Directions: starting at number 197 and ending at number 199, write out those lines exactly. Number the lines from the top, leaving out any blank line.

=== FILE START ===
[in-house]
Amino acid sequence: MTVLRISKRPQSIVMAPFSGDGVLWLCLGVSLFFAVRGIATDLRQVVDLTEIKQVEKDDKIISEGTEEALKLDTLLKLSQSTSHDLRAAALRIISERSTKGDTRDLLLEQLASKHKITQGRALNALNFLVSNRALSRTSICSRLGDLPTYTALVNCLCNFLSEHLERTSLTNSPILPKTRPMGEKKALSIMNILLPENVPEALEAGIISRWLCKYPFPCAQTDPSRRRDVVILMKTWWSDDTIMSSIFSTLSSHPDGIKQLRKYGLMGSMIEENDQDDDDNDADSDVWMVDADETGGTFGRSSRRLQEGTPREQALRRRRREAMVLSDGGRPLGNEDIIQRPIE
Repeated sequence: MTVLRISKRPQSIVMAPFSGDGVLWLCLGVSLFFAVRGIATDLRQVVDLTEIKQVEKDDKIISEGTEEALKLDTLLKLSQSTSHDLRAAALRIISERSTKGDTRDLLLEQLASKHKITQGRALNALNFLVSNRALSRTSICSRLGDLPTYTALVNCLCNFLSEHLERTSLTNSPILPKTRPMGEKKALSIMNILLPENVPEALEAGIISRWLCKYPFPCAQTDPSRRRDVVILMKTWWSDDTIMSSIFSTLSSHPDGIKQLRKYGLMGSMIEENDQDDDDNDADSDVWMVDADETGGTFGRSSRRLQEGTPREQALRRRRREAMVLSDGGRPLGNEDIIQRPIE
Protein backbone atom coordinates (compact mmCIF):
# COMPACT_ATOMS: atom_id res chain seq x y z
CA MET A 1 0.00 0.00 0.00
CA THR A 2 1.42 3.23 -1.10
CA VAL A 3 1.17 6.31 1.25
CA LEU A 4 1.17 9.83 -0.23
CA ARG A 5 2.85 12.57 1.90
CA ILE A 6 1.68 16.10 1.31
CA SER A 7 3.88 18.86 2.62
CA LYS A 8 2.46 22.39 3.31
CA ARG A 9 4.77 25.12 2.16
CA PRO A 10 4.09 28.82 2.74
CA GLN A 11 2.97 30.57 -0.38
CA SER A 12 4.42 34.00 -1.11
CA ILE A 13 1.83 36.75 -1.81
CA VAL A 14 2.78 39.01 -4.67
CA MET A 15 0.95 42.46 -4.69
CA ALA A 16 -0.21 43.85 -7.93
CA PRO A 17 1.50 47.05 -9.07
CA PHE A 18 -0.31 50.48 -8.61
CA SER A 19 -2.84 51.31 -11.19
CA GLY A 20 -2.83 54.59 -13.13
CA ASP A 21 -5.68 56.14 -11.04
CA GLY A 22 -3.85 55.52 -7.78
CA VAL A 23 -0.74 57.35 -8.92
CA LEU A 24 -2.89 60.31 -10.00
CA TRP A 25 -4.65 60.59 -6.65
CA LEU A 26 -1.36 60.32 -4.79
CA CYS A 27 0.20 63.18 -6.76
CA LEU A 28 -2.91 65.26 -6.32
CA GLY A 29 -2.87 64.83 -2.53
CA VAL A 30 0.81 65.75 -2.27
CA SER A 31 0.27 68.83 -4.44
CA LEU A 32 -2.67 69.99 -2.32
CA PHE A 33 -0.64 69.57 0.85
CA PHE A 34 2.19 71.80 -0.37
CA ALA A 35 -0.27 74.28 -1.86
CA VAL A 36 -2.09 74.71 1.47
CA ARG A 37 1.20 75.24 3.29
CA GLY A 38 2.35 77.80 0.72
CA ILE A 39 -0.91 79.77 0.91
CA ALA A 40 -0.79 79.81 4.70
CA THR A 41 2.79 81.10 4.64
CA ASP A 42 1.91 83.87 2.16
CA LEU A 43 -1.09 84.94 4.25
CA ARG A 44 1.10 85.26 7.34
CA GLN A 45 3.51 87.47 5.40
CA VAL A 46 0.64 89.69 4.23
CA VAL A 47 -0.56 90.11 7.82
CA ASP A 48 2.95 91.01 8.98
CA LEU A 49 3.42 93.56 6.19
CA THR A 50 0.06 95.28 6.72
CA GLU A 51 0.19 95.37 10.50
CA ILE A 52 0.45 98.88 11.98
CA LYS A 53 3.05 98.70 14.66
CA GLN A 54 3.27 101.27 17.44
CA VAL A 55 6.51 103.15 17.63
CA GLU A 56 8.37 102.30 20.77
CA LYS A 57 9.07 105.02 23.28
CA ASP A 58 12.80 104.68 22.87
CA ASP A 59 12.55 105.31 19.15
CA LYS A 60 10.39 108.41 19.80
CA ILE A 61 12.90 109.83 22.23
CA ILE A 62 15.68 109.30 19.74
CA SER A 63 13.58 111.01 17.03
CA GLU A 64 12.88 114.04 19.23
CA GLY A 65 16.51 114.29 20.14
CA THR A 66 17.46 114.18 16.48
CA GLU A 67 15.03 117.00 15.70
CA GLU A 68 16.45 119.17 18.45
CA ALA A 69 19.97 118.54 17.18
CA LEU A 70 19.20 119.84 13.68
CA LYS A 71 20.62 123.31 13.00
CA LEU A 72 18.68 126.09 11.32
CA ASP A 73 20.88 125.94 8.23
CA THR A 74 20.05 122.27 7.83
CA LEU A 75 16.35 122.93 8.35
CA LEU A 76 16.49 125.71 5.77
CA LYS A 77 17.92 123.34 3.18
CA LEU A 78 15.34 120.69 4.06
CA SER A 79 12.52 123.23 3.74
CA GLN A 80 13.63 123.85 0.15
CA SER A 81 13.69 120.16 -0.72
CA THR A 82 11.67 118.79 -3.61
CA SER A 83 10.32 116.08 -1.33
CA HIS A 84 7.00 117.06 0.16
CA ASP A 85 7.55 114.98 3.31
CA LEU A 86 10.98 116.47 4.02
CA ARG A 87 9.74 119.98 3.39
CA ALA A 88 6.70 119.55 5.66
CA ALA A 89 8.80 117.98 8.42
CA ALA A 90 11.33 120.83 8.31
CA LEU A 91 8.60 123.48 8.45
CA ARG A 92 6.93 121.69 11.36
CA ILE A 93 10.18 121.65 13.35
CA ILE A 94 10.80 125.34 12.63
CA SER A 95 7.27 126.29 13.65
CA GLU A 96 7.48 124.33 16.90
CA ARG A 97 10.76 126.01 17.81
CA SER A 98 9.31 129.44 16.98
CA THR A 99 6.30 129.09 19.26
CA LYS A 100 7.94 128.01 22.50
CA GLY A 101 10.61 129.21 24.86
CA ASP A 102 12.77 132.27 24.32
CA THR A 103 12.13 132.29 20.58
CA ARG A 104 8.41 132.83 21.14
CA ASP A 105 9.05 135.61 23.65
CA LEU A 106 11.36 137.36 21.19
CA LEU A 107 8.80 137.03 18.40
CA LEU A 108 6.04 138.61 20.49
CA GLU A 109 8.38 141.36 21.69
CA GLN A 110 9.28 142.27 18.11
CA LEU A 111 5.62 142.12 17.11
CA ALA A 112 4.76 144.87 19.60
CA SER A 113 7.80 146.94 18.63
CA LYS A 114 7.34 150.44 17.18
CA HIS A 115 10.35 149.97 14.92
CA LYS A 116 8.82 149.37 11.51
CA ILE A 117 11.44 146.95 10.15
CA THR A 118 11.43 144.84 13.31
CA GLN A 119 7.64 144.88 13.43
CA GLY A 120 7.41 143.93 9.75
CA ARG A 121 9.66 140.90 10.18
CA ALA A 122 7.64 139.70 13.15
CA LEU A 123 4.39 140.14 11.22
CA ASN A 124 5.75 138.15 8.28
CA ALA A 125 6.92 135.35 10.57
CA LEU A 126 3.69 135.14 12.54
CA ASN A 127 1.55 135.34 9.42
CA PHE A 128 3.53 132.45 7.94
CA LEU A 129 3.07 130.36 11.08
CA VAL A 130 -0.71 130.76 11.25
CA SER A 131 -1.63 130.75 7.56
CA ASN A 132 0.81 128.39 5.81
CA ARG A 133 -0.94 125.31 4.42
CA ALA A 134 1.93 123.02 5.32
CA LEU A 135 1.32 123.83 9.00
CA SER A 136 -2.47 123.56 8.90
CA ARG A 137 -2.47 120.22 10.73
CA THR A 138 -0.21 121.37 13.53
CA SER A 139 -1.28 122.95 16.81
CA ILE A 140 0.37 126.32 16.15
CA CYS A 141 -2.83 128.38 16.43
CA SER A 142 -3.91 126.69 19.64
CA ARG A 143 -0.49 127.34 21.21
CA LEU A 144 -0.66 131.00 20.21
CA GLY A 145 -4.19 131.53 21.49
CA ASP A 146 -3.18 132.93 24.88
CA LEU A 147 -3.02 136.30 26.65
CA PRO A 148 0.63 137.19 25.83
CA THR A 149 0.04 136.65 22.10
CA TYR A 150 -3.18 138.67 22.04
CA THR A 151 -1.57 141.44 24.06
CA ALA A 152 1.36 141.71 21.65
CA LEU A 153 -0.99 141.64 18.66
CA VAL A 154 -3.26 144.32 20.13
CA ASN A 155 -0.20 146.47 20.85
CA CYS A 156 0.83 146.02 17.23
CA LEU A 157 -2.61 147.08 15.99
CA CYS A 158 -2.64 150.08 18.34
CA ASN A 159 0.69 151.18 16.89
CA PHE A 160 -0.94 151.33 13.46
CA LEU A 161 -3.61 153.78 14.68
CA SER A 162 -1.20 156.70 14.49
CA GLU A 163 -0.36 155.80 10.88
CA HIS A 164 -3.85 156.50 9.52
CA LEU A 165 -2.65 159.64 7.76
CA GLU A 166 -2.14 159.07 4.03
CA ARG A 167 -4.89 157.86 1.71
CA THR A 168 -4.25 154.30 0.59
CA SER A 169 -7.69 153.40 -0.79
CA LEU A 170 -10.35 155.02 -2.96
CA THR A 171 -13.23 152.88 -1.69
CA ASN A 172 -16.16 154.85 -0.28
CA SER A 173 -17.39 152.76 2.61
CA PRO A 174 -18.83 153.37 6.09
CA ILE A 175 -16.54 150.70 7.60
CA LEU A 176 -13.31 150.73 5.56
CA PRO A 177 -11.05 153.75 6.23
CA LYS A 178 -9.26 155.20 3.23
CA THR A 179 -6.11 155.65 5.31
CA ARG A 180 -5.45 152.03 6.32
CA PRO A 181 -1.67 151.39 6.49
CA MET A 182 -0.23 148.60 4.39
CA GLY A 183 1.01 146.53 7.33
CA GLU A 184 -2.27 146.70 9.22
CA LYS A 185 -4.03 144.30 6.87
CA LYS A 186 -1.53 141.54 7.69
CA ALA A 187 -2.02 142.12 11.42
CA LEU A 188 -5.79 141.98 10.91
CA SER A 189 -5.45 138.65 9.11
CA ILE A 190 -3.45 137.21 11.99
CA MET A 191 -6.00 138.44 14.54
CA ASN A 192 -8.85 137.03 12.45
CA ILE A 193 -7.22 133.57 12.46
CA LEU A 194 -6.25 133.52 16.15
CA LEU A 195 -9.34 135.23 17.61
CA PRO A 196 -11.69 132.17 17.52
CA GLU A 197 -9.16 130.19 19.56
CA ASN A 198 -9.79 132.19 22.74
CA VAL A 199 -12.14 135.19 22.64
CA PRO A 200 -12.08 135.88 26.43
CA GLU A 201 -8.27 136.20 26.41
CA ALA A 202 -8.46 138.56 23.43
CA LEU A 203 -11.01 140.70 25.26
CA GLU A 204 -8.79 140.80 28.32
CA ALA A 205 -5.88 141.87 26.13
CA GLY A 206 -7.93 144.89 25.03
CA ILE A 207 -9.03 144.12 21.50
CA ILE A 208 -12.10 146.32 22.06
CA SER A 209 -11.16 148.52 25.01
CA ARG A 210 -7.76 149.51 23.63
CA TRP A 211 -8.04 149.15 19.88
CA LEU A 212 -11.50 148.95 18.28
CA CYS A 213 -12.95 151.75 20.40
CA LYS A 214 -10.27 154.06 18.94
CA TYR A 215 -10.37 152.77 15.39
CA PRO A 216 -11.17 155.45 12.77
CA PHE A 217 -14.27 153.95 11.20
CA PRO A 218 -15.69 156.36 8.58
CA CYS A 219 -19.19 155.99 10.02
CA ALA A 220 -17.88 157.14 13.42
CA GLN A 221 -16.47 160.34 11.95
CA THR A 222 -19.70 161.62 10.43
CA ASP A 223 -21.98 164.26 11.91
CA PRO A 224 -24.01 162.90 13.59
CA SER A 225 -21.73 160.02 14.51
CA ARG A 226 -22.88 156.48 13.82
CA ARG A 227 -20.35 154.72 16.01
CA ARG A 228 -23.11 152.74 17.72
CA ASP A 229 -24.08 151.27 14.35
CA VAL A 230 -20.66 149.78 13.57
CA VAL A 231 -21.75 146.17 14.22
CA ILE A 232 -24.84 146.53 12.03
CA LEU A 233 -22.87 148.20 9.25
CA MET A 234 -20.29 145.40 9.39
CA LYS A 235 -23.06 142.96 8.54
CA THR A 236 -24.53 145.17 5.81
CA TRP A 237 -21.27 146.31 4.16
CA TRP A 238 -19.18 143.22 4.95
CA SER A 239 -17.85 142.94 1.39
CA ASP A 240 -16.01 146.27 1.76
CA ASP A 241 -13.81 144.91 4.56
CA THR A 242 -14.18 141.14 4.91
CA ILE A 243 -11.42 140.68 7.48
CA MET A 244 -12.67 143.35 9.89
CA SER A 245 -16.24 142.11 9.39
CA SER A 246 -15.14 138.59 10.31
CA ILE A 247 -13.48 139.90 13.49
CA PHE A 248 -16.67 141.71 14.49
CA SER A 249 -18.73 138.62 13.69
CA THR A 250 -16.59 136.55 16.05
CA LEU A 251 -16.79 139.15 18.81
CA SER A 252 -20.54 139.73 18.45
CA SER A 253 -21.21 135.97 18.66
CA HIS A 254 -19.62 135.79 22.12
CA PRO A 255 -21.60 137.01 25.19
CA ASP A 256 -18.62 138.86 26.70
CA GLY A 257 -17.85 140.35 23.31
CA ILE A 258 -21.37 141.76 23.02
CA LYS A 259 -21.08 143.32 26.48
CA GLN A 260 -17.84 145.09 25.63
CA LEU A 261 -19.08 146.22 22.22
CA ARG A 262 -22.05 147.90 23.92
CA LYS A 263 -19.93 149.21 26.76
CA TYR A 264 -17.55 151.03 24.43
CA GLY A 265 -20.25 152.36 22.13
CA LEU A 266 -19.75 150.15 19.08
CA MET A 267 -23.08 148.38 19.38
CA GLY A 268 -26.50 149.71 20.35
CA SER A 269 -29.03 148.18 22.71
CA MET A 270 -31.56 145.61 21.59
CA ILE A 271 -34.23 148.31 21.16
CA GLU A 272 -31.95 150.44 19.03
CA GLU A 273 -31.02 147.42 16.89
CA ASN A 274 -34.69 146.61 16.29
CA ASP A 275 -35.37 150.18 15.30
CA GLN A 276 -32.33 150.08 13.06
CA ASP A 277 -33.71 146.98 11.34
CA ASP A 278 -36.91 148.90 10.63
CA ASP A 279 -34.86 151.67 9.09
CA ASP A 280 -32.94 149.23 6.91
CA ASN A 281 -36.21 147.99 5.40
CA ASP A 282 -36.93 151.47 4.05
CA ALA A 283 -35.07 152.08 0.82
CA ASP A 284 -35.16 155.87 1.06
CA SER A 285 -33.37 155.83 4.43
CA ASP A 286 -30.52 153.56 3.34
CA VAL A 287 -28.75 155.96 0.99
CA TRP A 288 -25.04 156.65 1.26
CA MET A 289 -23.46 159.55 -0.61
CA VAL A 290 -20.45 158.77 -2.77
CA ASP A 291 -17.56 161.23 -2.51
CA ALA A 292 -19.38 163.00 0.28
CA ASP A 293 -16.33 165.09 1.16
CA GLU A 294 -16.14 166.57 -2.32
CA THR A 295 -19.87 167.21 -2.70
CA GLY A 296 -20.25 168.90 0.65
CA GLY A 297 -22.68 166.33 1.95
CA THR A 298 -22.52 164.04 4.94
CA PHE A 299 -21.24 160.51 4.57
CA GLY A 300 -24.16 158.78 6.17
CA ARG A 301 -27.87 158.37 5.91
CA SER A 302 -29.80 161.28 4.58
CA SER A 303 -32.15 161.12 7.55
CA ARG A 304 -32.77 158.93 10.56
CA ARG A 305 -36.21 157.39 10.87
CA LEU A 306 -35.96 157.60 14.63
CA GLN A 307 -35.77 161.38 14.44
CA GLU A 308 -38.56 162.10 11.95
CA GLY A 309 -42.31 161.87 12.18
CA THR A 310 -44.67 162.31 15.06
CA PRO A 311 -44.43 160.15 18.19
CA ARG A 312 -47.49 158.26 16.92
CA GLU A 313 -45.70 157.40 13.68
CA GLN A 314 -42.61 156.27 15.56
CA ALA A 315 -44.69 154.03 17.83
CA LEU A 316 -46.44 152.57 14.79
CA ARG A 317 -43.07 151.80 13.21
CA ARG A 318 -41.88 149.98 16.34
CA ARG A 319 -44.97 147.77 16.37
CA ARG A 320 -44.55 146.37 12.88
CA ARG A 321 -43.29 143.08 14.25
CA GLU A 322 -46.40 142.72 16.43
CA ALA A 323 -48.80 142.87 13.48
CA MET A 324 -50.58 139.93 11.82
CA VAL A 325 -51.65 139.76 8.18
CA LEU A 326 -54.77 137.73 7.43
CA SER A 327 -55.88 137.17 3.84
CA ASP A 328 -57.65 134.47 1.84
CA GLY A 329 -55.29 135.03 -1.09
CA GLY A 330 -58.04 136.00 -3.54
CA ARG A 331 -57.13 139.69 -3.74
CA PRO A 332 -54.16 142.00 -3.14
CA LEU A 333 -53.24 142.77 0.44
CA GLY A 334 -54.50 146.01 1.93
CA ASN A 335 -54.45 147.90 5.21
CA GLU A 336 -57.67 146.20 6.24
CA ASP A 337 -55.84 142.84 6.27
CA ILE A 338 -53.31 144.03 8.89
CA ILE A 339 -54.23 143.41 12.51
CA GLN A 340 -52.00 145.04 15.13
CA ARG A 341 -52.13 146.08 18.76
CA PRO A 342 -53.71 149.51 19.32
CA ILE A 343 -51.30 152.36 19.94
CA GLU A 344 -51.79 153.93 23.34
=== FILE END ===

CA ASN A 192 -8.85 137.03 12.45
CA ILE A 193 -7.22 133.57 12.46
CA LEU A 194 -6.25 133.52 16.15